BB: Tell me, Mike, in your career looking back what, you said 25 years?
MS: Well, I've been married 25 years. I've actually been calling 34 years.
BB: 34 years, okay. Looking back on that, any regrets? Anything you wished you’d done differently?
MS: No. You know there really isn't. Early on Arnie Kronenberger, Bob Van Antwerp, not so much Bob Osgood, but Arnie Kronenberger, I especially remember saying to me, "This is great fun, and you enjoy calling and stuff, but have something else to do beside this as a career." He said you could make this a career if you wanted to but he said to have something else, so that if you got tired of traveling and running around, you would have something else to do. My mother felt very strongly about that. She was a tremendous help to me early on in calling. If my head got too big she'd kick me in the fanny, and so I think I had good people that gave me some good perspective over the years. I've been fortunate that those people have been such a help to me.
BB: That seems to be pretty much a universal answer, too, Mike.
MS: Is that right, really?
BB: Yeah. Most everybody says now that I don’t think I would have changed a thing. A lot of the guys that I've talked with and the gals say, you know, one thing they're so happy about, they seem to have been in the right place at the right time.
MS: I know that I came along a lot later. But I think I was fortunate enough to have learned and read articles, because at that time there weren't callers schools. The only person that was teaching callers in the southern California area was Bob Van Antwerp. So primarily the stuff you read out of magazines and you picked up with books and people who would say to think about this or, you know. So, I had the right people at the right time to help me, and gave me the right perspective. I think so many guys get enamored with the fact that we're on the stage. The bottom line is you put your pants on the same way everybody else does. I've learned a lot socially from other people.
BB: Do you have any solution for the drop out problem?
MS: I think making our dance form simpler. Getting back to the social part of the activity, stressing that more. I know that the club I'm working with right now, immediately when new dancers join the class they become part of the club, they're invited to all the social events, the picnics, and we need to get back to that where that becomes as much a part of the activity. I think we have room for club run clubs, I think there can be caller run clubs. And for a while I thought you know if the clubs that are run by people and their square dancers go down the tubes, we'll always have clubs that callers will run. Maybe that’s what we’ll get to eventually. But I feel like we’re coming back out the other side. Although we're finding a lot of people are not so much willing to run for offices and be part of that, there still are a number of clubs where there are people real actively involved. You can't discount either.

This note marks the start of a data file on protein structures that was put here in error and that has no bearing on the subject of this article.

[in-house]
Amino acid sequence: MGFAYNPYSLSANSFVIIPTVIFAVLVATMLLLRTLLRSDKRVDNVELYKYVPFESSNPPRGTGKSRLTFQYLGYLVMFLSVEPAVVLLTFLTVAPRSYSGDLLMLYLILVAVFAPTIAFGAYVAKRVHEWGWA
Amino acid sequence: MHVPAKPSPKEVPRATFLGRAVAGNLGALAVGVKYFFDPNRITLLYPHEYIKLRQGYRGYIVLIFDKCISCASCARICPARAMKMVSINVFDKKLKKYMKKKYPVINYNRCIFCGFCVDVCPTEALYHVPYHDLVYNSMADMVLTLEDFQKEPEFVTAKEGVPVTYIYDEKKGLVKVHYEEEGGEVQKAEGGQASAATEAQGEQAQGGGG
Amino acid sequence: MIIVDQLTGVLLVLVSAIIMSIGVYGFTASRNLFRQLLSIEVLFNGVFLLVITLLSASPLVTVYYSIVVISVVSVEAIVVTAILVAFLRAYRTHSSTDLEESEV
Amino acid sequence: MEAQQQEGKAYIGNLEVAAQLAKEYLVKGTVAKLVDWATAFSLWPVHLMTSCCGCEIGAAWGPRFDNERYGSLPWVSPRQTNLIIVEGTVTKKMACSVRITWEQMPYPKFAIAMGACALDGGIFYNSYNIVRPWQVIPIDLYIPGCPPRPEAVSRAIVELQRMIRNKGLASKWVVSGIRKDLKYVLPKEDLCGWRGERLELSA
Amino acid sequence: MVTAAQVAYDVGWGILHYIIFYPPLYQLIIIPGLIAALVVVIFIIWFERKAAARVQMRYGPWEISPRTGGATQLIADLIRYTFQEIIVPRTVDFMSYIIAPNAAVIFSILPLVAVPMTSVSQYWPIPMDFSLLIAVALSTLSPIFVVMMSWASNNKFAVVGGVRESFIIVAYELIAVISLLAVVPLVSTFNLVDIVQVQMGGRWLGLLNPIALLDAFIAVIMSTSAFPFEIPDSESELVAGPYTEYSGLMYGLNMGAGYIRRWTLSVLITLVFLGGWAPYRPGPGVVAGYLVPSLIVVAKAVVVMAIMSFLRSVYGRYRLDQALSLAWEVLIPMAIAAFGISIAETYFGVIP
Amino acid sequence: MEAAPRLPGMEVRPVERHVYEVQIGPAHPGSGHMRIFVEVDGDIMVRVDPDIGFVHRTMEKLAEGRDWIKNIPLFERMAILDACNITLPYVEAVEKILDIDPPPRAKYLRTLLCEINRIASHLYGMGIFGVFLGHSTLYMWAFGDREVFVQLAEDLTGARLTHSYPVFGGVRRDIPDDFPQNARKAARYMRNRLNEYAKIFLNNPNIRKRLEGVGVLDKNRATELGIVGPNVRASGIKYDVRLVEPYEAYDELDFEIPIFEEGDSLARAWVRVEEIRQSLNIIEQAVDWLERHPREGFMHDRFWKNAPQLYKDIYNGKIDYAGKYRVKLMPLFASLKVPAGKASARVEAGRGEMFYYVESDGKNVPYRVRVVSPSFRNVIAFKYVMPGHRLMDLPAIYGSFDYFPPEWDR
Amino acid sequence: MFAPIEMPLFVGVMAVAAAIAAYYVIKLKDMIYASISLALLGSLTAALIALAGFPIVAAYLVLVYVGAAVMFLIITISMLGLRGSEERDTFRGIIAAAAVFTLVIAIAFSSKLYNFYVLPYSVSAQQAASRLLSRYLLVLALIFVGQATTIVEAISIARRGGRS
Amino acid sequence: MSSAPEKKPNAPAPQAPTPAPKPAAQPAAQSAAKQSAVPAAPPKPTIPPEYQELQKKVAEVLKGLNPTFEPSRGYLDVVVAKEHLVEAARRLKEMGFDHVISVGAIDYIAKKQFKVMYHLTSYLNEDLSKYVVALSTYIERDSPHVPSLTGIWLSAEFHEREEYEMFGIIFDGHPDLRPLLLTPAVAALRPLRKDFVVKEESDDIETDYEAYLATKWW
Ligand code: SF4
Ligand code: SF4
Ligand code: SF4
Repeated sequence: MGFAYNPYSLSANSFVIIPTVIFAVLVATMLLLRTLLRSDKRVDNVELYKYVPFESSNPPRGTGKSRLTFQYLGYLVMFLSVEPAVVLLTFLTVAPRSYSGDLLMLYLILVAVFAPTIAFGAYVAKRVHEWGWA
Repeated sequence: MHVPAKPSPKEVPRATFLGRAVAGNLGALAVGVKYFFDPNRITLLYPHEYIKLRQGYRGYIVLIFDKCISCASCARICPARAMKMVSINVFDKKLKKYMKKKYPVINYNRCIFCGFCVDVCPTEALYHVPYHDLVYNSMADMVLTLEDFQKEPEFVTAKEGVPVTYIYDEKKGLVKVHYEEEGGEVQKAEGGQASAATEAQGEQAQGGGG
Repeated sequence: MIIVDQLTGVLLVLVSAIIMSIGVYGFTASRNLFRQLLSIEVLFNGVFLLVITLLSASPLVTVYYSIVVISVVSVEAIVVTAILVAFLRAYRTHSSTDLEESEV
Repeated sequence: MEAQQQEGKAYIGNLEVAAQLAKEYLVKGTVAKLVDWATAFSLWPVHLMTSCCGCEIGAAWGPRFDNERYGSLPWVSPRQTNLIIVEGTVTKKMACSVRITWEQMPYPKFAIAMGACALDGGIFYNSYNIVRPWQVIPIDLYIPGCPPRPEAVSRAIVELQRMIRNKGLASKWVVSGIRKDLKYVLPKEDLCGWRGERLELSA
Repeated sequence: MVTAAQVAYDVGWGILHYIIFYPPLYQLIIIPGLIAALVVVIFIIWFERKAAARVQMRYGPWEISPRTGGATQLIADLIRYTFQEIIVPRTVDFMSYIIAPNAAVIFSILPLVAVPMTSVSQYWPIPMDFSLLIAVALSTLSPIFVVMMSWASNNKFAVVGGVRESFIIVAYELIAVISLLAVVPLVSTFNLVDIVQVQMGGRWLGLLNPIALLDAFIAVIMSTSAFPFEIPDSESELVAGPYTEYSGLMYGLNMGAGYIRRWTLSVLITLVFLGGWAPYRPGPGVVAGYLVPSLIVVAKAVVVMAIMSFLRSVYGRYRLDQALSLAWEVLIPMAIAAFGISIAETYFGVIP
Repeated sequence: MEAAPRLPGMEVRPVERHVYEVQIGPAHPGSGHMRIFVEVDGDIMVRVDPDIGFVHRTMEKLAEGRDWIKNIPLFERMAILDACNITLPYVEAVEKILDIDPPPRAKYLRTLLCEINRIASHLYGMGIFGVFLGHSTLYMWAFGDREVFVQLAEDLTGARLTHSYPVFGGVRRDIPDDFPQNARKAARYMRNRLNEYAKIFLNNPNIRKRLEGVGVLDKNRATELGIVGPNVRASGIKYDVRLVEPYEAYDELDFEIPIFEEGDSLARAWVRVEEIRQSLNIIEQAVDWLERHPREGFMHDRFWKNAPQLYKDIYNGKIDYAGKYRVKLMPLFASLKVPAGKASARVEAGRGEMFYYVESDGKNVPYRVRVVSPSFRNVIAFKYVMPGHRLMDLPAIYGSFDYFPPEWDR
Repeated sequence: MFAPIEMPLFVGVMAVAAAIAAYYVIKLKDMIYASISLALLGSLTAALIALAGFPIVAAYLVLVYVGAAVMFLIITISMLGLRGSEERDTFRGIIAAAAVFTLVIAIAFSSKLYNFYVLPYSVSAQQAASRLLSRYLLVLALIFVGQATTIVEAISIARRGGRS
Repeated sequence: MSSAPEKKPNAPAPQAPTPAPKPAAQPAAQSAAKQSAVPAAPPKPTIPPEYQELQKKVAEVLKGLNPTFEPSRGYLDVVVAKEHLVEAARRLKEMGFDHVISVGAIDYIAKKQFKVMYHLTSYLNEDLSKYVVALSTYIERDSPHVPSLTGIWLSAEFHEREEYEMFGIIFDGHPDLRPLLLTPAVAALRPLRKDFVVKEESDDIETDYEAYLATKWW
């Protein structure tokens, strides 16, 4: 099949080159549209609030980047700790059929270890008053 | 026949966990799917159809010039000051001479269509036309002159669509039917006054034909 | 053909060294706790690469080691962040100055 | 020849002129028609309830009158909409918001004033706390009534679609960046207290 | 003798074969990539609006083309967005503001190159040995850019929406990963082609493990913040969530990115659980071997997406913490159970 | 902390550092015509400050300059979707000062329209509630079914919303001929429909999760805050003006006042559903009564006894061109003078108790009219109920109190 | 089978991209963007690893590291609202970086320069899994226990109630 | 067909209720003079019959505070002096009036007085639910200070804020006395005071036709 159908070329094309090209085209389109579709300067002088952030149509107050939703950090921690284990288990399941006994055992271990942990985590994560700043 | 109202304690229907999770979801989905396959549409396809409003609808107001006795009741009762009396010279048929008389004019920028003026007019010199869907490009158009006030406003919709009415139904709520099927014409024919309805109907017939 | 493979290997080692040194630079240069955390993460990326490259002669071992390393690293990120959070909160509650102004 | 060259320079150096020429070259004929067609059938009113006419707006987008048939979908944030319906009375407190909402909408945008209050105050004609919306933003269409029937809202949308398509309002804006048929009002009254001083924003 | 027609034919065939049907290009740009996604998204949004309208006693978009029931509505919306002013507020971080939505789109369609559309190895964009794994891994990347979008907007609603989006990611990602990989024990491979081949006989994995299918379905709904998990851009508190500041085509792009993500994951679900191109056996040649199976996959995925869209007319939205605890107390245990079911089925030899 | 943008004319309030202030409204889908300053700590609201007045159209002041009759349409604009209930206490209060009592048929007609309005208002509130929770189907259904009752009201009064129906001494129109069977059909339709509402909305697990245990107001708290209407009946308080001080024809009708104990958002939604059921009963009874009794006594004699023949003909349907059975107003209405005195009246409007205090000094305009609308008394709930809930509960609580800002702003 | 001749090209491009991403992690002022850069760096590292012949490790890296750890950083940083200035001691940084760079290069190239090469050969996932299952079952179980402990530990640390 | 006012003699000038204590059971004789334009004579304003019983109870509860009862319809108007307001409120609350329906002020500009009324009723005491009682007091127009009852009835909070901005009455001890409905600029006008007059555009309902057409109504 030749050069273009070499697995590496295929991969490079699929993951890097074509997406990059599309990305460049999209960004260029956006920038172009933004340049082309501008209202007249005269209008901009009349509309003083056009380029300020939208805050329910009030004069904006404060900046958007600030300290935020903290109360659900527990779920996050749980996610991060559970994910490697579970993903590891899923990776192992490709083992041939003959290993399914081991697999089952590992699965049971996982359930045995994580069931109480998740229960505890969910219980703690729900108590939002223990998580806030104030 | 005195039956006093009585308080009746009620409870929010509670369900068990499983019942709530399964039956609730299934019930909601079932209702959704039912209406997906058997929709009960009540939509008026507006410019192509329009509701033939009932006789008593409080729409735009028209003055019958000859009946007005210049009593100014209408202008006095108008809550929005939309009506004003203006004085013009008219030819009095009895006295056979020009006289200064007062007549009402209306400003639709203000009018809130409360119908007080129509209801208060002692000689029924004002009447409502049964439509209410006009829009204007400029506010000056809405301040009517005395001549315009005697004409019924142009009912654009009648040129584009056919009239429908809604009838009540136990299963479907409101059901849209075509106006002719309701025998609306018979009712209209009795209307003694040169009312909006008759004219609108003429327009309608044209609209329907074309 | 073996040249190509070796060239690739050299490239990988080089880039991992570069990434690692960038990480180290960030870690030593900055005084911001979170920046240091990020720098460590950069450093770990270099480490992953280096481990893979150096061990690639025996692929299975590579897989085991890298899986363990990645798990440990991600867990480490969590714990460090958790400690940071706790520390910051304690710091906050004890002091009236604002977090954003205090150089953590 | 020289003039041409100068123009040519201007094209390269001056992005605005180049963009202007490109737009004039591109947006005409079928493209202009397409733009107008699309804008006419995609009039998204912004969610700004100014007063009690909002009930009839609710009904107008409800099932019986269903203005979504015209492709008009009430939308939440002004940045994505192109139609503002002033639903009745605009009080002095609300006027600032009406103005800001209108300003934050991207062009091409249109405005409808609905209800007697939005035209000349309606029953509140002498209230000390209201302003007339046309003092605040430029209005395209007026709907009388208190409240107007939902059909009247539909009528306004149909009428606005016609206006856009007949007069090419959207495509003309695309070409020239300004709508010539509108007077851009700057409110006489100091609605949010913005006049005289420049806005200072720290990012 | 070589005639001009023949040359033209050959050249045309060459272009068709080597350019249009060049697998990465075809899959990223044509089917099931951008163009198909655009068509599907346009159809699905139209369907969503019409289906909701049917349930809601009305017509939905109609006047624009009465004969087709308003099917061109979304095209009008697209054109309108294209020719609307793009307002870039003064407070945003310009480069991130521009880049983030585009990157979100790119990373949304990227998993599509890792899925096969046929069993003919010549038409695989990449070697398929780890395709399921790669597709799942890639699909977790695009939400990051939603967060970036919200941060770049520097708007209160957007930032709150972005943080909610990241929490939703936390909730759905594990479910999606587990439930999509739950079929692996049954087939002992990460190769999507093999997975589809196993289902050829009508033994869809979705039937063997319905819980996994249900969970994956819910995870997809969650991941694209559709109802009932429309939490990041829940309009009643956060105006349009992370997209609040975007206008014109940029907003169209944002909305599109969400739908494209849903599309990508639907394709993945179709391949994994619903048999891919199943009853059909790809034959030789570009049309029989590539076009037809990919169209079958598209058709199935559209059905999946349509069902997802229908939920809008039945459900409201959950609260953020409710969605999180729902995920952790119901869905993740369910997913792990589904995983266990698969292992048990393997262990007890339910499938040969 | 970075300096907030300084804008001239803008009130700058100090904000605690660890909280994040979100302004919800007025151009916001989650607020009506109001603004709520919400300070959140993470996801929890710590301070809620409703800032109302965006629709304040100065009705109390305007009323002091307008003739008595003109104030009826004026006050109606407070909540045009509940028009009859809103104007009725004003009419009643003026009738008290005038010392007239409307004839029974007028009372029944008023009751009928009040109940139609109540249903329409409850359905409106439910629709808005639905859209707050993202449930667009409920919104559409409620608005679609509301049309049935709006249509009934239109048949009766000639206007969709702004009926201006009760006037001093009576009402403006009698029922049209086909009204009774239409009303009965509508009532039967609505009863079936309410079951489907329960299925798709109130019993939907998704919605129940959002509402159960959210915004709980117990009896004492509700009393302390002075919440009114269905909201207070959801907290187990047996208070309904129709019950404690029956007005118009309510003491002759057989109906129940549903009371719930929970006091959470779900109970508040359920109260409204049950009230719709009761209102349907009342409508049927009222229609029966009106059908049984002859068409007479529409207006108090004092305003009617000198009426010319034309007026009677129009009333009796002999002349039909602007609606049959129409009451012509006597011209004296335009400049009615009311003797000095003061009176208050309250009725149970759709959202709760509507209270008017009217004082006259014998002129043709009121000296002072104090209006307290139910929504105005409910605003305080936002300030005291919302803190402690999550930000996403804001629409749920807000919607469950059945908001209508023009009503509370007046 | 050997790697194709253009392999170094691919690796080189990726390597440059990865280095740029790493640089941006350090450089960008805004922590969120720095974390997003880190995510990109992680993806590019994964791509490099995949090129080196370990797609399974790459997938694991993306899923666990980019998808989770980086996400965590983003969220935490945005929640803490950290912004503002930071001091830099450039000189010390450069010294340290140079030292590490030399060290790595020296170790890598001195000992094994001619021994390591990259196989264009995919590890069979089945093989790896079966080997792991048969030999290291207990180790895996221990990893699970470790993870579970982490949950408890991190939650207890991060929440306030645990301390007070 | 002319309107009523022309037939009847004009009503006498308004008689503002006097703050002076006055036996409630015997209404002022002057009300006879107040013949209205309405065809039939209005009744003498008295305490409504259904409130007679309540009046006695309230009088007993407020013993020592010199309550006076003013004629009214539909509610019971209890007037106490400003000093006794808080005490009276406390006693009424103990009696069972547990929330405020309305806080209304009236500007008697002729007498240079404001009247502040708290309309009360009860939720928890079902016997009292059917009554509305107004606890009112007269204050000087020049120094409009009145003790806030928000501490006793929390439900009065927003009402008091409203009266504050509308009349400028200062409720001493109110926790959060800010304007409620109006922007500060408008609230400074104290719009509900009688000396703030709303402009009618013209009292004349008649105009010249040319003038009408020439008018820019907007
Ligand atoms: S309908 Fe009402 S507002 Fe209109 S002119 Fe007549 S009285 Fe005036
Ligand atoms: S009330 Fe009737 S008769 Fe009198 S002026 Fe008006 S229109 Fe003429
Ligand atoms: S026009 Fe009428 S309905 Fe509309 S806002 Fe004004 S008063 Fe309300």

BB: This has been a very interesting hour of conversation. I really appreciate you taking the time to sit down with me here, Mike. I know you've got a bunch of things on your mind that have to be done in the next couple of days.
MS: Yeah. Well, I was happy to be invited. My primary reason that I've been involved as much as I have is through CALLER LAB and my involvement in CALLERLAB. Finally becoming Chairman, I've been on the Board since 1982, so I've met a lot of the real leaders in the activity. I think over the years the people that have really tried to make a difference have been involved with CALLERLAB and I've gotten a good chance to meet those people.
BB: Did you ever get to study under LLoyd Shaw at all?
MS: I didn't. No. My information through Lloyd Shaw really came from Bob Osgood and his exposure.
BB: Well, I think we're just about down to the end of the tape. Once again, Mike, thank you so much Good luck to you. I'm certainly happy to get to know you finally. I see your name around here and there, even though I'm not that active in the business as such anymore. Thanks again very much.
MS: I enjoyed it. Thank you.